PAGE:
Article Text

Download PDFPDF
What is the long term outcome for children who fail to thrive? A systematic review
  1. M C J Rudolf1,
  2. S Logan2
  1. 1Community Paediatrics, East Leeds Primary Care Trust and University of Leeds, Leeds, UK
  2. 2Peninsula Medical School, Exeter, UK
  1. Correspondence to:
    Prof. M C J Rudolf
    Leeds University and East Leeds Primary Care Trust, Belmont House, 3–5 Belmont Grove, Leeds LS2 9DE, UK;


Aims: To ascertain the long term outcomes in children diagnosed as having failure to thrive (FTT).

Methods: Systematic review of cohort studies. Medline, Psychinfo, Embase, Cinahl, Web of Science, Cochrane, and DARE databases were searched for potentially relevant studies. Inclusion criteria: cohort studies or randomised controlled trials in children <2 years old with failure to thrive defined as weight <10th centile or lower centile and/or weight velocity <10th centile, with growth, development, or behaviour measured at 3 years of age or older.

Results: Thirteen studies met the inclusion criteria; eight included a comparison group, of which five included children identified in community settings. Two were randomised controlled trials. Attrition rates were 10–30%. Data from population based studies with comparison groups and which reported comparable outcomes in an appropriate form were pooled in a random effects meta-analysis. Four studies report IQ scores at follow up and the pooled standardised mean difference was −0.22 (95% CI −0.41 to −0.03). Two studies reported growth data as standard deviation scores. Their pooled weighted mean difference for weight was −1.24 SDS (95% CI −2.00 to −0.48), and for height −0.87 SDS (95% CI −1.47 to −0.28). No studies corrected for parental height, but two reported that parents of index children were shorter.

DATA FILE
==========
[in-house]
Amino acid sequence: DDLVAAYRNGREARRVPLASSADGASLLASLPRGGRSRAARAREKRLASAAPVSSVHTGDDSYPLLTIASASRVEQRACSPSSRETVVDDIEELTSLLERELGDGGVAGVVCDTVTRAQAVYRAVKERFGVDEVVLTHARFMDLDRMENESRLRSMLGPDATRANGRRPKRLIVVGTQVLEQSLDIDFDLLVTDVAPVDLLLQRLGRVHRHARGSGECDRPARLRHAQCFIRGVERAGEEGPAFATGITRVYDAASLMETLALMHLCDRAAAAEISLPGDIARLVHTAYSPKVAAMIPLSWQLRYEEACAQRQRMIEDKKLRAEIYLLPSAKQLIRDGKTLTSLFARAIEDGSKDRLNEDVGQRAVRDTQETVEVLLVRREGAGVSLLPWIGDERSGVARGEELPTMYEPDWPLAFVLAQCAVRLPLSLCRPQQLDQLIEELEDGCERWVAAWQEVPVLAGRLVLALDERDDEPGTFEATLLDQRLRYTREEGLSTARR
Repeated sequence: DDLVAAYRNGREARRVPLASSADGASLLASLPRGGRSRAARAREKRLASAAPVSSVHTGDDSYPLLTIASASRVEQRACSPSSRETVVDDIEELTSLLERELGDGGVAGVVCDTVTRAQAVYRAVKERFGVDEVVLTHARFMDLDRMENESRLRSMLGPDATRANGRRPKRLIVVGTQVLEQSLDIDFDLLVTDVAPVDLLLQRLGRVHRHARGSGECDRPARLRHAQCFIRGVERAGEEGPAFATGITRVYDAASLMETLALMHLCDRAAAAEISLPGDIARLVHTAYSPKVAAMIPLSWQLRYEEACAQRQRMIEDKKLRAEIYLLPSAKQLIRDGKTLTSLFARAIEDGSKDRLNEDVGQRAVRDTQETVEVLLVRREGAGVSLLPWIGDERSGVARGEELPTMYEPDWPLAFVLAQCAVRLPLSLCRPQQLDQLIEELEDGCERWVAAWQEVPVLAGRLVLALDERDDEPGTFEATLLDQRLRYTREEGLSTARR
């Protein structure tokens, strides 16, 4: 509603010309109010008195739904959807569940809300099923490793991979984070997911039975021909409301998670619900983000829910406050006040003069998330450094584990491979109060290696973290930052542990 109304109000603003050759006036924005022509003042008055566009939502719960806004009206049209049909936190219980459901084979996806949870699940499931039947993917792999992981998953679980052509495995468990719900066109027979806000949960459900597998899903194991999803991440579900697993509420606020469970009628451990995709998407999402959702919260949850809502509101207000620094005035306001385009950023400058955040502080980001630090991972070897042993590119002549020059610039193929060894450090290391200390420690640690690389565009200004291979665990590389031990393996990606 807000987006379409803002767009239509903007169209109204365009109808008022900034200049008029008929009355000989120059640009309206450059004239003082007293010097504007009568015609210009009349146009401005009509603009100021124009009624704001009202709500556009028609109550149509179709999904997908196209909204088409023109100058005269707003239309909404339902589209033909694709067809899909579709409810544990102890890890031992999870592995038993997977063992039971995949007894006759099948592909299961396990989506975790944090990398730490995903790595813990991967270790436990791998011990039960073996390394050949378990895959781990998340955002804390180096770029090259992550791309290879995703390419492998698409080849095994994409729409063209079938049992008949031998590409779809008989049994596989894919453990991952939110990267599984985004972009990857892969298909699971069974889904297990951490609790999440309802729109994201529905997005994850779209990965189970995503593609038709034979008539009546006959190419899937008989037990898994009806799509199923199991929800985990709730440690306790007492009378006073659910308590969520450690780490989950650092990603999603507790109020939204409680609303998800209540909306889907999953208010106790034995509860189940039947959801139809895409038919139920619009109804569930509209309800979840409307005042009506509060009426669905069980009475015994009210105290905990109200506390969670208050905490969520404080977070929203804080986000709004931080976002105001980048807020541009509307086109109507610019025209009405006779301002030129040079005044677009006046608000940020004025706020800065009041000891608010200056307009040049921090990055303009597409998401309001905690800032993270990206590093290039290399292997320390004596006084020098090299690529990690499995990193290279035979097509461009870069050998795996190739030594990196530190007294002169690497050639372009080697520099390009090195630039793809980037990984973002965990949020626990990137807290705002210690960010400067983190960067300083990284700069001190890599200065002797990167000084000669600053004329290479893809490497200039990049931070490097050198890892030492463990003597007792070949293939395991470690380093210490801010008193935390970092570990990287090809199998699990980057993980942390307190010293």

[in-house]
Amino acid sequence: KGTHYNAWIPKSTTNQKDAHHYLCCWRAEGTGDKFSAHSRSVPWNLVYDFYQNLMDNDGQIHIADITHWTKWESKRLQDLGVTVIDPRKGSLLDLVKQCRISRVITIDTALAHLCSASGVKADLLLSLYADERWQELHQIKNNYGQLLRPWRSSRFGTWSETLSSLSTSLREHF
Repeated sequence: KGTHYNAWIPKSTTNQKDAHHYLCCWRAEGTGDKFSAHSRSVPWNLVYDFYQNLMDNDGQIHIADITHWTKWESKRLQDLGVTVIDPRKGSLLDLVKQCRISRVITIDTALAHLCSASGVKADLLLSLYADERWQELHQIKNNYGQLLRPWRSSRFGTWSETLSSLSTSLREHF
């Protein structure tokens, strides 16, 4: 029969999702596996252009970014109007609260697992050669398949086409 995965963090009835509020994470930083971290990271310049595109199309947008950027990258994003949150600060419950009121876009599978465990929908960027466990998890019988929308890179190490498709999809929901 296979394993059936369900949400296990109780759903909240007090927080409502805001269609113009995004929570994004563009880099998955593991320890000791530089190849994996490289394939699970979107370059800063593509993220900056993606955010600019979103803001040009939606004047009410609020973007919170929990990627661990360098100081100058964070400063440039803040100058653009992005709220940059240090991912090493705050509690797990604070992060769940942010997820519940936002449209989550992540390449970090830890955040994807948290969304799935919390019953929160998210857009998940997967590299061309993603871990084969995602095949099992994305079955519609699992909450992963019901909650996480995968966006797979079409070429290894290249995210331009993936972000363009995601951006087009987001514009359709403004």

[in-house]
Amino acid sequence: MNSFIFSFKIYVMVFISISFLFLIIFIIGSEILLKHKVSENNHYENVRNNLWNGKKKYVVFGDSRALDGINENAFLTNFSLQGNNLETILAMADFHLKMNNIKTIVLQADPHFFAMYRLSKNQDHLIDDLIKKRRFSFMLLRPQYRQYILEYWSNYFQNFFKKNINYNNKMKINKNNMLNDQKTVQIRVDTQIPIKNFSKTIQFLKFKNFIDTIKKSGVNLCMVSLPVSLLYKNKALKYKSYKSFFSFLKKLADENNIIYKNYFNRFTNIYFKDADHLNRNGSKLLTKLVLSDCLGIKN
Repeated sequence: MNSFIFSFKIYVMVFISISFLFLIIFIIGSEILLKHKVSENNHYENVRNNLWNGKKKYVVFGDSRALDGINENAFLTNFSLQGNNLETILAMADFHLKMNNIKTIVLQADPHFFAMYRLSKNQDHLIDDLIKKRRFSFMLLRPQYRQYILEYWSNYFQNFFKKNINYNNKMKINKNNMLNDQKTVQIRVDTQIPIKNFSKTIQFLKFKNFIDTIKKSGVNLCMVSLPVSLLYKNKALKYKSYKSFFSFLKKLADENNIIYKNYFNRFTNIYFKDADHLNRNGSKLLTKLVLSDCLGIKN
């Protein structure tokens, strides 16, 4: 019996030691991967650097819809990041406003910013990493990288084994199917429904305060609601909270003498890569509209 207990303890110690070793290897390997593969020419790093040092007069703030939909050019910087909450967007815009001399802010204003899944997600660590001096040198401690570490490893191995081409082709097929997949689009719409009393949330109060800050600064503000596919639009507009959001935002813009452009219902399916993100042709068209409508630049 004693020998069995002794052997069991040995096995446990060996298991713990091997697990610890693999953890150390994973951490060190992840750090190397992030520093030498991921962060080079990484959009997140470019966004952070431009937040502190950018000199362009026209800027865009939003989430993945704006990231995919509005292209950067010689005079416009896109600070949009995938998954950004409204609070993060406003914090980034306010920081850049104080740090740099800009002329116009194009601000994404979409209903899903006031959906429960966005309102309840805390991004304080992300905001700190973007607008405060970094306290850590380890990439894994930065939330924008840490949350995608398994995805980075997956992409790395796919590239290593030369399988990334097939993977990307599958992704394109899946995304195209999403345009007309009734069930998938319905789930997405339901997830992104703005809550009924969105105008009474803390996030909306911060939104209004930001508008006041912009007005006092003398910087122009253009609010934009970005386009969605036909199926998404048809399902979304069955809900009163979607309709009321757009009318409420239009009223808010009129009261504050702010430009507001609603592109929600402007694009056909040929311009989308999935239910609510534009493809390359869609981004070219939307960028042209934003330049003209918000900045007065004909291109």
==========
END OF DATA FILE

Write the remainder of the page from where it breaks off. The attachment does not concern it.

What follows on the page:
Conclusions: The IQ difference (equivalent to ∼3 IQ points) is of questionable clinical significance. The height and weight differences are larger, but few children were below the 3rd centile at follow up. It is unclear to what extent observed differences reflect causal relations or confounding due to other variables. In the light of these results the aggressive approach to identification and management of failure to thrive needs reassessing.

  • systematic review
  • failure to thrive
  • weight faltering
  • prognosis
  • outcome

Statistics from

Request Permissions

If you wish to reuse any or all of this article please use the link below which will take you to the Copyright Clearance Center’s RightsLink service. You will be able to get a quick price and instant permission to reuse the content in many different ways.

Linked Articles

  • Atoms
    Howard Bauchner